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Physiologic and Metabolic Responses to a Continuous Functional Resistance Exercise Workout

Lagally, Kristen M; Cordero, Jeanine; Good, Jon; Brown, Dale D; McCaw, Steven T

The Journal of Strength & Conditioning Research: March 2009 - Volume 23 - Issue 2 - p 373-379
doi: 10.1519/JSC.0b013e31818eb1c9
Original Research

Lagally, KM, Cordero, J, Good, J, Brown, DD, and McCaw, ST. Physiologic and metabolic responses to a continuous functional resistance exercise workout. J Strength Cond Res 23(2): 373-379, 2009-The purpose of this study was to evaluate the physiologic and perceptual responses to a continuous functional exercise workout. Ten men and 10 women (21.2 ± 2.4 and 21.0 ± 1.5 years) completed a maximal oxygen uptake test, strength test, and body composition analysis. Subjects then participated in 3 familiarization sessions, during which they followed a videotaped routine that consisted of a series of functional resistance exercises performed in a continuous manner. Subjects performed the same routine in a final session, during which O2, co2, respiratory exchange ratio (RER), RPE, and heart rate were measured and blood samples were taken and analyzed for blood lactic acid concentration. Descriptive statistics were calculated for RPE, RER, blood lactic acid concentration, energy expenditure, and absolute and relative oxygen uptake and heart rate. Energy expenditure was calculated using O2 and RER. Independent t-tests were used to examine differences between men and women for oxygen consumption, weight lifted, and energy expenditure during the workout. Subjects had a mean o2 of 27.8 ml·kg−1·min−1 (51% of o2 peak and 47.8% of o2 reserve), a mean heart rate of 156 bpm (83% of maximum heart rate), and a mean RER of 0.91. The mean RPE was 5.9, and the mean difference between pre and post lactic acid concentration was 2.5 mmol·L−1. The mean total caloric expenditure was 289 kcal. Men lifted significantly heavier weights and expended more total calories than women. Caloric expenditure (kcal·kg−1·min−1), o2, and weight lifted were similar between men and women when expressed relatively. Performing dynamic functional exercises in a continuous manner resulted in energy expenditure values, but not relative o2 values, that meet the American College of Sports Medicine recommendations.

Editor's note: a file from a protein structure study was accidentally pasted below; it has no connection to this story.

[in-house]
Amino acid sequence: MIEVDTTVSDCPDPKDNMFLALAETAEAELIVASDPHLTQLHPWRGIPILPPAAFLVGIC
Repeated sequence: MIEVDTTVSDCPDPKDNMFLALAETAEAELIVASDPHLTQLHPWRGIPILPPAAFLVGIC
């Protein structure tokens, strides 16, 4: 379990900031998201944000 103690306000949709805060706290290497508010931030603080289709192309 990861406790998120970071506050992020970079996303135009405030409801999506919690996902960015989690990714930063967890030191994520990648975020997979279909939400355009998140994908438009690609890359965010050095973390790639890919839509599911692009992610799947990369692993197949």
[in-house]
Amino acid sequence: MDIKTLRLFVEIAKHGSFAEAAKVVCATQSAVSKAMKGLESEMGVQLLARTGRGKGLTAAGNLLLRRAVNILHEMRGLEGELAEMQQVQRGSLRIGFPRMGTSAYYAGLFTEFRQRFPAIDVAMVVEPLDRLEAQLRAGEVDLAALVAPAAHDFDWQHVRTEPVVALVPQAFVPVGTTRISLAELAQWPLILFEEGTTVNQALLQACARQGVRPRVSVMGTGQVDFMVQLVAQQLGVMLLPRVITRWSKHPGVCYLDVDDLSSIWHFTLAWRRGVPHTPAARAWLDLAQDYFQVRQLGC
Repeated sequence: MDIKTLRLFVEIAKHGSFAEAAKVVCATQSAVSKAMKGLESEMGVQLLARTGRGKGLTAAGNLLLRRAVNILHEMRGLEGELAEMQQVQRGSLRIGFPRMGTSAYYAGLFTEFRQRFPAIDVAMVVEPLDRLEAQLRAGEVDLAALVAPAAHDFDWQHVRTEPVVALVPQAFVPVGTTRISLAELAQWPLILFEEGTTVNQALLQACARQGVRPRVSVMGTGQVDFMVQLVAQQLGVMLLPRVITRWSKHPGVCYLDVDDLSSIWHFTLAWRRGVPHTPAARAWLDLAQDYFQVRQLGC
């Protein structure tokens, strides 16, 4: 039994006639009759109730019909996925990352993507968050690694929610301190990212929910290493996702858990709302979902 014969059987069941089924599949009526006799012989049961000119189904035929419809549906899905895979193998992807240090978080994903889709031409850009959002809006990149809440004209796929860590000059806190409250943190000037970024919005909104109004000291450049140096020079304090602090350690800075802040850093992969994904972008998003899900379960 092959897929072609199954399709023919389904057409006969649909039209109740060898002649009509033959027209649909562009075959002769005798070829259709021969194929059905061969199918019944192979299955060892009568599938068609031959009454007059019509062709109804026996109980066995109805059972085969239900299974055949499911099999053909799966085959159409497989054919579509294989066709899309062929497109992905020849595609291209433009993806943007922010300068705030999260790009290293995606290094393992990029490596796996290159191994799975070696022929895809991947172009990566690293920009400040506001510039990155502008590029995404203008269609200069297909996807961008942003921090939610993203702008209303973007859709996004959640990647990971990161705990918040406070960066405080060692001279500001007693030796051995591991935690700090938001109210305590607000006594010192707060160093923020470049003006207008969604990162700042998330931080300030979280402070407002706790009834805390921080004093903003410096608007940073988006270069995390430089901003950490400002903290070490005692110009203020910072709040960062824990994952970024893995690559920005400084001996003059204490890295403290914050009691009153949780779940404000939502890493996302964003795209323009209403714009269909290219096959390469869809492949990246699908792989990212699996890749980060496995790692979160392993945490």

School of Kinesiology and Recreation, Illinois State University, Normal, Illinois

Address correspondence to Kristen M. Lagally,

© 2009 National Strength and Conditioning Association